President Biden worked for months to get his $1 trillion infrastructure bill. Now he’s holding back $12 billion of that money from California over an obscure public employee pension rule.
Here is a sentence you don’t expect to read when Democrats are in power both in California and Washington, D.C.: President Biden is withholding giant amounts of federal money from California public transit because the state’s public-employee pension system is apparently not paying people enough. Or more specifically, as the Chronicle explains, $12 billion in public transit funding is in limbo because of a disagreement between the federal government and the state of California over a nine-year old revision to a public pension law.
As our old friend LAist puts it, “How Much Federal Funding Will California Get For Public Transit? Right Now It’s $0.” We expected this kind of thing from Trump, but… from Biden? And because public employee pensions aren’t generous enough?
The dispute here is caused by a 2013 change to the California public pension law called the Public Employees' Pension Reform Act (PEPRA) that essentially trims the pensions of anyone whose employment start date was prior to January 1, 2013. Those whose pension deals were in place before 2013 are considered “classic members,” but there are “compensation limits on members” who started after 2013.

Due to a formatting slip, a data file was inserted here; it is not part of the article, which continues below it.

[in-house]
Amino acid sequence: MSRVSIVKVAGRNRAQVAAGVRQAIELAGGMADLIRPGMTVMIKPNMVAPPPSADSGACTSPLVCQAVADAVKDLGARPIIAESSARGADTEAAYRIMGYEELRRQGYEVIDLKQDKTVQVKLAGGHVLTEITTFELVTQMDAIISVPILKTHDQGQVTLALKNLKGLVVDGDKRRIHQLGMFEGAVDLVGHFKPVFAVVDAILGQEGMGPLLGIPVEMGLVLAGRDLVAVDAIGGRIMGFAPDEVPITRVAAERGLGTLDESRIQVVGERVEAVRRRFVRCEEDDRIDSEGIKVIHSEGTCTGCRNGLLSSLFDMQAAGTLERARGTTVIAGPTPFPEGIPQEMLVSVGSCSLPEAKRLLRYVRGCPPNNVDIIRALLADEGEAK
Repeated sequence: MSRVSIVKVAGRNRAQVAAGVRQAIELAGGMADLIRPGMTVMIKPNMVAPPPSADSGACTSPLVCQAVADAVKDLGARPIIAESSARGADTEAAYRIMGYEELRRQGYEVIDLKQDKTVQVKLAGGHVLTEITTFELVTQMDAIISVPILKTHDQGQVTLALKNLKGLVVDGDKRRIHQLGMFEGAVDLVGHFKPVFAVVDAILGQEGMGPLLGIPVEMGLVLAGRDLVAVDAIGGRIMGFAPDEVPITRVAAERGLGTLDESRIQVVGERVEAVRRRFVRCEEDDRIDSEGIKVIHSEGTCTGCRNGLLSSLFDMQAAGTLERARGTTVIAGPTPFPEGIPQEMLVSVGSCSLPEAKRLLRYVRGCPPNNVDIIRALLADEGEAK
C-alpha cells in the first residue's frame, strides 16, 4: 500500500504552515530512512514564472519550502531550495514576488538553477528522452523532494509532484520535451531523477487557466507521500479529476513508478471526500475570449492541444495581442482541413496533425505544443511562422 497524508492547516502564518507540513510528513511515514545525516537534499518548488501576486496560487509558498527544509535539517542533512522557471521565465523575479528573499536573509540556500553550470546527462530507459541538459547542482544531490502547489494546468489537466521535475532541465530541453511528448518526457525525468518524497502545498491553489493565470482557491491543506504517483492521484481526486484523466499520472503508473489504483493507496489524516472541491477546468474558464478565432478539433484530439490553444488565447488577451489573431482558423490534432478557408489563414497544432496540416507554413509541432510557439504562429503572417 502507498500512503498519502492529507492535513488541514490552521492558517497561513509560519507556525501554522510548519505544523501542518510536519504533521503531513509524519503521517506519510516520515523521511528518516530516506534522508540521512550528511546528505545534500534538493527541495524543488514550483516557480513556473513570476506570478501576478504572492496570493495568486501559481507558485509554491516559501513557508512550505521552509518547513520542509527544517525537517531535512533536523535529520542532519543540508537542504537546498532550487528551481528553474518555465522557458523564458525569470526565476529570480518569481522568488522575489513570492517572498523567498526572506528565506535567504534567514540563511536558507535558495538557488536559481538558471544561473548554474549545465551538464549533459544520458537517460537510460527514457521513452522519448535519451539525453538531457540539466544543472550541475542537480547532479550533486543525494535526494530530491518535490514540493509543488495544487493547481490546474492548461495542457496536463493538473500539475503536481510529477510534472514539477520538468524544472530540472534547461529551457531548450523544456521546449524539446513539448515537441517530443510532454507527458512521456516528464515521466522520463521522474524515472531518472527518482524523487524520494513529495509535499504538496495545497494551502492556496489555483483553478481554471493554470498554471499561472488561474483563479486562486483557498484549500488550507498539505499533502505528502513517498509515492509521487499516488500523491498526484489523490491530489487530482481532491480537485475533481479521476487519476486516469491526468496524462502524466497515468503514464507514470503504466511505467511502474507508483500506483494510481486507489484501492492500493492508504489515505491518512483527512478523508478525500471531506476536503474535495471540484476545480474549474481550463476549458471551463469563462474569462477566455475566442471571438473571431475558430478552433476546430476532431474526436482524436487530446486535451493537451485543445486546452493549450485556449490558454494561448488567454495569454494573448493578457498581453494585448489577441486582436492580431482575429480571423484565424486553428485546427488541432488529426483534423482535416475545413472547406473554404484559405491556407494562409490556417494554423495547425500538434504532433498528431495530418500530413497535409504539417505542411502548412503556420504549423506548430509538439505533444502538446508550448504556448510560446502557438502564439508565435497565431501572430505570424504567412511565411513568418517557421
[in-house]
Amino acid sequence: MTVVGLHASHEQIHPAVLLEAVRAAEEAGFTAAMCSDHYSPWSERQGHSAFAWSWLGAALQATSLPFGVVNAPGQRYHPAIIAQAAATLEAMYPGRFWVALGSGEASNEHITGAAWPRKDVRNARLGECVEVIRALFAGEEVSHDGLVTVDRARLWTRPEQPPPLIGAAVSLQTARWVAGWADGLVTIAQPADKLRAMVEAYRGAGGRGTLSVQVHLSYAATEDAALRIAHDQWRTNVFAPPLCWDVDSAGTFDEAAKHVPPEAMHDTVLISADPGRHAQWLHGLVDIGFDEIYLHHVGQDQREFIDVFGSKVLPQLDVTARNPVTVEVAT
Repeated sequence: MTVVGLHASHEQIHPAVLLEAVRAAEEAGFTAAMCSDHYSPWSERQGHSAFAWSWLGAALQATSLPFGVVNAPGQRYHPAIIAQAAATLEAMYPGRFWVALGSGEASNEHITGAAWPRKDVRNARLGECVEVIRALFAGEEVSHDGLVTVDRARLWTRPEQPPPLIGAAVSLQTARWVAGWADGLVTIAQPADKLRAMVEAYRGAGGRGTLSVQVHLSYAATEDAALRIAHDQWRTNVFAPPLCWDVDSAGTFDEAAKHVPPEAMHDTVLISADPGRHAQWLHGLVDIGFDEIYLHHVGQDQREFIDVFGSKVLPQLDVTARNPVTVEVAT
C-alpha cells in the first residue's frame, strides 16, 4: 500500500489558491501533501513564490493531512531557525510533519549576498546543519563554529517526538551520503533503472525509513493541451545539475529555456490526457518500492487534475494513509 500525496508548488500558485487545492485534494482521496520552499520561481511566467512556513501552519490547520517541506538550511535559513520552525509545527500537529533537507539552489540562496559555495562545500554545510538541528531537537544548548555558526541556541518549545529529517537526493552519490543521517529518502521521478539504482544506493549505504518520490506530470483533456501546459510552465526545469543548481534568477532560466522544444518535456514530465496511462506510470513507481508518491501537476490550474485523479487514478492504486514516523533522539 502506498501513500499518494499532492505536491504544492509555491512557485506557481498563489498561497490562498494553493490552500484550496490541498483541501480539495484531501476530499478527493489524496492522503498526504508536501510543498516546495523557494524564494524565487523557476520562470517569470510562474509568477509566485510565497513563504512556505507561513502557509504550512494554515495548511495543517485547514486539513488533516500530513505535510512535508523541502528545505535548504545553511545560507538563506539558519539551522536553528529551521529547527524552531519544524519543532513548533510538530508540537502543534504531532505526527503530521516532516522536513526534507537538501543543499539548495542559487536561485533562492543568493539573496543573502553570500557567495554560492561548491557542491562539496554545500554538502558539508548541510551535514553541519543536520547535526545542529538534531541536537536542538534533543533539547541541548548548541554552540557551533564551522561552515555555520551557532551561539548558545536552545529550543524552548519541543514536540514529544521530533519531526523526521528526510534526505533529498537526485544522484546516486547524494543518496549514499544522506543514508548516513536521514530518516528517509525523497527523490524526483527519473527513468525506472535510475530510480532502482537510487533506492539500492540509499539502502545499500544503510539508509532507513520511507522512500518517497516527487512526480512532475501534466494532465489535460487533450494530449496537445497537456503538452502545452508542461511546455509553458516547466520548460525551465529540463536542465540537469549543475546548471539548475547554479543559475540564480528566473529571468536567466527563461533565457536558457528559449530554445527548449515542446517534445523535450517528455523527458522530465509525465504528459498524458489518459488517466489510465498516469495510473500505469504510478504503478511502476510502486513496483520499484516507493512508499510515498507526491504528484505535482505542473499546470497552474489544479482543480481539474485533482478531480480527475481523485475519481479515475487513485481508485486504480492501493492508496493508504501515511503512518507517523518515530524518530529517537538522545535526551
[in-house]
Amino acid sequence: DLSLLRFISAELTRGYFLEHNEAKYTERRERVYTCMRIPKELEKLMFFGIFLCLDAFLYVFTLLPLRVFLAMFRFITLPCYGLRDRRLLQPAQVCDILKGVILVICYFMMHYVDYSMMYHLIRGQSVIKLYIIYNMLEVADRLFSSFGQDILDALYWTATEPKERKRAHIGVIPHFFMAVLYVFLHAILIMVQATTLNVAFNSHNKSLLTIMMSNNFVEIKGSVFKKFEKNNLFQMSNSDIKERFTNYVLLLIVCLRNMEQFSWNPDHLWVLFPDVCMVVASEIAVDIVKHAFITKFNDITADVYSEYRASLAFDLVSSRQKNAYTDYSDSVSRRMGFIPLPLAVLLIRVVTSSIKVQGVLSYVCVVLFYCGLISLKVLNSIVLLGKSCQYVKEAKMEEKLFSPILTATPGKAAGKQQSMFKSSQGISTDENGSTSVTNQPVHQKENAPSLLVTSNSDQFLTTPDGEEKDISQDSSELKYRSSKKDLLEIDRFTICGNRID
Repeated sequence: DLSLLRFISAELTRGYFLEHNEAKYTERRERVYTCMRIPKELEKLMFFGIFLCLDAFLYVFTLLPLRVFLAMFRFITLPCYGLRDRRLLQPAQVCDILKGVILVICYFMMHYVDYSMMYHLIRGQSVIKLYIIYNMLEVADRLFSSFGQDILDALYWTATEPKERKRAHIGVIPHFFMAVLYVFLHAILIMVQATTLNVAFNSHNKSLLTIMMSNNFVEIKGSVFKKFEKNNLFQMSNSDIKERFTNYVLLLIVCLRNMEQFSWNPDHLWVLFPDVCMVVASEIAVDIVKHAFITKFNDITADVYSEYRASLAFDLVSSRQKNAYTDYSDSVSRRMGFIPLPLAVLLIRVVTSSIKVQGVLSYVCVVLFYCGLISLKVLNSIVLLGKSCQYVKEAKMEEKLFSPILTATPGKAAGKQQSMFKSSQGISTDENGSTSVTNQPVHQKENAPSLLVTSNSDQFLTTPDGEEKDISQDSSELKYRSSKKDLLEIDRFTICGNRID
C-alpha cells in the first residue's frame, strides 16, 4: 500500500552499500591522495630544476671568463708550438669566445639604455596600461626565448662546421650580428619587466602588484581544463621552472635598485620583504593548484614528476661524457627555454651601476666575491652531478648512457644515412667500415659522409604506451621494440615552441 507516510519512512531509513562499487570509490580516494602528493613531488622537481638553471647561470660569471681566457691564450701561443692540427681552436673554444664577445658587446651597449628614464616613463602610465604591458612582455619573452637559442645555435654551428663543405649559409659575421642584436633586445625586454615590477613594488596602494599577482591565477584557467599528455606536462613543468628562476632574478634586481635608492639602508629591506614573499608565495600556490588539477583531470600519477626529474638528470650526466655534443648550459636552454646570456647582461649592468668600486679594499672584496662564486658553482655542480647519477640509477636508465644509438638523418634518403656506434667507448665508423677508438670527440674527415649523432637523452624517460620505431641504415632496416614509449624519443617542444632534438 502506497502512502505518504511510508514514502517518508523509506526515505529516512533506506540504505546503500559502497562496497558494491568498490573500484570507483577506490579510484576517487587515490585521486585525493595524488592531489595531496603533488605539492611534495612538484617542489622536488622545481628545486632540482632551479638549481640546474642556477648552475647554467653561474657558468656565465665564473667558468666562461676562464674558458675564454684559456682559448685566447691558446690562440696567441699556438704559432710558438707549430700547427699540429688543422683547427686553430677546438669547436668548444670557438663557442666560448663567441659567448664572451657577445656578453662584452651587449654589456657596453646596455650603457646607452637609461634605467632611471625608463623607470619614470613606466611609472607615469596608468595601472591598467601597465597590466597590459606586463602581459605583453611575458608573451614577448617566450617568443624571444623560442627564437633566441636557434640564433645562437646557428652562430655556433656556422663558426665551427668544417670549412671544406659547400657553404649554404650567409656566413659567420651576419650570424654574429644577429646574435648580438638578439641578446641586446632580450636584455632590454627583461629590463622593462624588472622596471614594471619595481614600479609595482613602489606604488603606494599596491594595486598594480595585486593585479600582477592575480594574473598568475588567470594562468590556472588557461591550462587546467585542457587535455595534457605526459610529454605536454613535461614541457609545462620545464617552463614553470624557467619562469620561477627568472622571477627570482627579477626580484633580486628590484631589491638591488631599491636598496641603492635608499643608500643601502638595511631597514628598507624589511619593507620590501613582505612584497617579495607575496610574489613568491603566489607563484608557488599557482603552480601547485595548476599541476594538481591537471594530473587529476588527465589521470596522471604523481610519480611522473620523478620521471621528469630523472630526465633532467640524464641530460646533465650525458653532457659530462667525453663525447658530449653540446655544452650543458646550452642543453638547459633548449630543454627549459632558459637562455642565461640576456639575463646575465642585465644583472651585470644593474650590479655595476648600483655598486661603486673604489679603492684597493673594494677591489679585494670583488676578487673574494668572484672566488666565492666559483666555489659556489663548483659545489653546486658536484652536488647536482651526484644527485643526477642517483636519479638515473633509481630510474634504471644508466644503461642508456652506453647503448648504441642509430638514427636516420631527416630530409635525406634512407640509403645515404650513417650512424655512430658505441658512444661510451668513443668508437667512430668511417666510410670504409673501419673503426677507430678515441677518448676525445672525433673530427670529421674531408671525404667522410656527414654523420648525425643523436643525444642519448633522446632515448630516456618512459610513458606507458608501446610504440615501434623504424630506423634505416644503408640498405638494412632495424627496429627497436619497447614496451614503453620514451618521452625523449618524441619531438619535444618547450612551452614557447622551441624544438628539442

Biden’s Department of Labor ruled last week that this is a violation of labor rights, according to the Sacramento Bee, because the changes were not the result of collective bargaining. Therefore the Labor Department’s Office of Labor-Management Standards (OLMS) is withholding $9.5 billion that was slated for California public transit in Biden’s infrastructure bill, plus another $2.5 billion in grants for public transit from Biden’s March stimulus package.
Governor Gavin Newsom sent a pretty scathing letter to Labor Secretary Mary Walsh on the matter.
“California objects in the strongest possible terms to the premature and inappropriate effort to unilaterally implement OLMS’s deeply flawed decision pending federal judicial review,” Newsom wrote. “Withholding billions of dollars in crucial funding on the basis of a nine-year-old state law, while California wrestles with the COVID-19 pandemic, does great harm and injustice to the people of California.”
The “Dems in disarray” storyline is an overused and inaccurate trope, but JFC, this is some next-level tripping over shoelaces of unnecessary infighting. Democrats claim to love public transit, they claim to love funding infrastructure, and claim to love unions. They control the executive seat, the senate, and House/state assembly in both California and Washington, D.C. If they can’t sort out some microscopic disagreement on public employee pensions, then every transit improvement project in the state will be at risk of the bickering that has paralyzed the high-speed rail project.
Image: WASHINGTON, DC - NOVEMBER 15: U.S. President Joe Biden delivers remarks before signing the Infrastructure Investment and Jobs Act at the White House November 15, 2021 in Washington, DC. The $1.2 trillion package will provide funds for public infrastructure projects, including improvements to the country's transportation networks, increasing rural broadband access and modernizing water and energy systems. (Photo by Kenny Holston/Getty Images)